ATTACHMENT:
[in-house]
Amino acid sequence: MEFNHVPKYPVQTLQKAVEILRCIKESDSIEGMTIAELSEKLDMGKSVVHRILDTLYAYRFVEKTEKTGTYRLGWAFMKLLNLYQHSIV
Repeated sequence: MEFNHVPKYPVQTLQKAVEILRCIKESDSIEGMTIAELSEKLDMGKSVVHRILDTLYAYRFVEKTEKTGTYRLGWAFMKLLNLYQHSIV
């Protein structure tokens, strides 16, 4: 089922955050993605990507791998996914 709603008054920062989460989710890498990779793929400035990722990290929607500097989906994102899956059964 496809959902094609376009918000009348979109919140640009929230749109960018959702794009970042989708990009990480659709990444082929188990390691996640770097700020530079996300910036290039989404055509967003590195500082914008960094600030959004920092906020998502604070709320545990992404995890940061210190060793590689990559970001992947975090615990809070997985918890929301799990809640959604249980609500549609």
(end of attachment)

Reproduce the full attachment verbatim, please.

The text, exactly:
[in-house]
Amino acid sequence: MEFNHVPKYPVQTLQKAVEILRCIKESDSIEGMTIAELSEKLDMGKSVVHRILDTLYAYRFVEKTEKTGTYRLGWAFMKLLNLYQHSIV
Repeated sequence: MEFNHVPKYPVQTLQKAVEILRCIKESDSIEGMTIAELSEKLDMGKSVVHRILDTLYAYRFVEKTEKTGTYRLGWAFMKLLNLYQHSIV
């Protein structure tokens, strides 16, 4: 089922955050993605990507791998996914 709603008054920062989460989710890498990779793929400035990722990290929607500097989906994102899956059964 496809959902094609376009918000009348979109919140640009929230749109960018959702794009970042989708990009990480659709990444082929188990390691996640770097700020530079996300910036290039989404055509967003590195500082914008960094600030959004920092906020998502604070709320545990992404995890940061210190060793590689990559970001992947975090615990809070997985918890929301799990809640959604249980609500549609």